Free ad-supported streaming services are jostling to complement the growing number of subscription on-demand services, offering consumers large libraries of content at no extra cost.
As the likes of Pluto TV, Tubi and Xumo compete for audiences, they’ll have to demonstrate to both consumers and ad buyers their unique selling points, especially their content offerings.
“Some of the same content providers are distributing in many places and it starts to be a big blur,” said Susan Schiekofer, US chief digital investment officer at GroupM. “You feel like you've seen some of the same movie clips in everybody's reel about the content that they're streaming. That part's been pretty challenging.”
Tubi looks more like a free version of Netflix, minus originals. It hosts over 15,000 movies and TV shows, a move partly designed to provide advertisers with brand-safe inventory that’s been rated by the Motion Picture Association of America and TV Parental Guidelines.
Xumo instead embraces digital content. Some of its 600-plus channels are branded by digital media companies such as Condé Nast, People and Sports Illustrated. It, like Pluto TV, also includes live news programs.
Pluto TV and Tubi both say they have around 20 million monthly active users, though neither service would share its definition of how it counts a user. Xumo would not share its current user count, but The Drum understands it’s north of 8 million users.
Advertisers want to reach large audiences, but in streaming they prioritize unique reach – reaching viewers who cannot be found in other TV environments.
“The main thing that we look at is what is their unique reach,” said Brad Stockton, vice-president of video innovation at Dentsu Aegis Network. “What are those audiences and what is the scaled opportunity across those partners, because if the inventory is the same that's one piece of it, but if there are unique audiences from one platform to the next… then there's still a unique opportunity to drive incrementality from one to the next.”
Advertisers have to rely on self-reported figures that are calculated differently from service to service. Executives from Pluto TV and Tubi have told The Drum that they don’t plan on sharing how they define user engagement with their services until there’s an agreed-upon industry standard.
Stockton said “the unfortunate truth” is the best way to understand reach is to buy on a service and measure the results, which can sometimes reveal a service's “CPMs aren't reflective” of the size it claims.
Neither Pluto TV, Tubi nor Xumo has plans to produce original content for their platforms. Since their linear and on-demand libraries are largely filled with second-run content, advertisers need to define what counts as quality content, which can differ from brand to brand.
“[Streaming services] need to accept our whitelist because our clients have very specific... do-not-air lists or whitelists, and they need to be able to work within each client's definition of what is quality,” said Schiekofer. “It does vary from advertiser to advertiser, and we need to make sure that they can suppress the inventory that we don't want, or conversely lean into the inventory that we do want.”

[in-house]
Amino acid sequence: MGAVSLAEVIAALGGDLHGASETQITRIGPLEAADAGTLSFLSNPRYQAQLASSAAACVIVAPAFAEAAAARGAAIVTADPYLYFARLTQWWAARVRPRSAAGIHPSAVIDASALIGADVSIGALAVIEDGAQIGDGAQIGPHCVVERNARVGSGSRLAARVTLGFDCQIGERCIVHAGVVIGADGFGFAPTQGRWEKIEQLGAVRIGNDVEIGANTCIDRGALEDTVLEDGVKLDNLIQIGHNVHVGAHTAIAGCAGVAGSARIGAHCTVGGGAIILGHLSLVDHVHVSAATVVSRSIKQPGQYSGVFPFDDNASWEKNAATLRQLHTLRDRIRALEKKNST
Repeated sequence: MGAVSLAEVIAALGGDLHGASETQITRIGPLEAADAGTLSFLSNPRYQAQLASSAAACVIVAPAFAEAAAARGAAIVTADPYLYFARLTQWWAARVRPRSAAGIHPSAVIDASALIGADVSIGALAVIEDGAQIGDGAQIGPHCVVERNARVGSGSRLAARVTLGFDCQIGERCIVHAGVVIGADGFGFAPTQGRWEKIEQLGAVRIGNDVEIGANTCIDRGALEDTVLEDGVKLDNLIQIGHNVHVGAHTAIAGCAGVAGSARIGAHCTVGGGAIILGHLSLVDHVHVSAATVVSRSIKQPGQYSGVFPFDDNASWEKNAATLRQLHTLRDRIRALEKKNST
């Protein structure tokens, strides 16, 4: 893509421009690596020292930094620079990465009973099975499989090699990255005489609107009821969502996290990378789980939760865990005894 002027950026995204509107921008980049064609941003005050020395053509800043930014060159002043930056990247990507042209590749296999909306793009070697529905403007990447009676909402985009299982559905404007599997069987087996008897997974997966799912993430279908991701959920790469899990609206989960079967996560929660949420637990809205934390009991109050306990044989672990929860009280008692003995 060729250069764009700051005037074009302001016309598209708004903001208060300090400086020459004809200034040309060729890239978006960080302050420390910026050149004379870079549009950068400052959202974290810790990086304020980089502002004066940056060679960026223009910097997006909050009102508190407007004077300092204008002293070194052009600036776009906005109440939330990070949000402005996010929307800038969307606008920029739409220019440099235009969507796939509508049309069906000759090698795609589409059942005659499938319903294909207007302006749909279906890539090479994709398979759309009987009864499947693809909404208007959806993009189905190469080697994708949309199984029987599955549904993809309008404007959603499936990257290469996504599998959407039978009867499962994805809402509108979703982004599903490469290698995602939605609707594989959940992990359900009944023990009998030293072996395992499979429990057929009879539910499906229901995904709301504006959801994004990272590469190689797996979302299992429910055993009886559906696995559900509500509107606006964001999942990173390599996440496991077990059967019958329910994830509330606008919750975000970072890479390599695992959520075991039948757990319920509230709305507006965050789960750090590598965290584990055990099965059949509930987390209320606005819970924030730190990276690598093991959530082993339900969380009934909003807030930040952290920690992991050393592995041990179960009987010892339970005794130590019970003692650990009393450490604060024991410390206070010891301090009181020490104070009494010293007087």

If an advertiser blacklists three shows – meaning they won’t let ads run against that content – they run the risk of unintentionally blacklisting an entire channel, or even an entire genre, because streaming services don’t make show-level data in programmatic buys.
Whether it’s to prevent cherry-picking popular content or to comply with the outdated Video Privacy Protection Act, streaming services don’t show what program advertisers are buying within a programmatic auction. Buyers only see channel, genre or rating information, depending on the service.
“Their lack of transparency is stunting growth,” said Schiekofer.
Some advertisers have less of a problem with streamers’ opacity since internet-delivered TV means advertisers can buy on audiences, not just on demographics and content like in traditional linear TV.
Charlie Chappell, head of integrated media and communications planning at The Hershey Company, said streaming means the brand can buy TV content in a more “powerful” way.
“We're very comfortable buying audience versus content, for the most part,” said Chappell. “For us and our brands, it's more about reaching the right consumer than it is being associated with the right content.”
Brands can have different strategies, but Schiekofer said “most clients care” about receiving as much information as possible.
“If it's a female-heavy [brand], we want to make sure we are leaning into associated content…,” said Schiekofer. “[Streaming services] are saying the same thing because the audiences deliver the shows, but if you don't actually get the detail how do you know that?”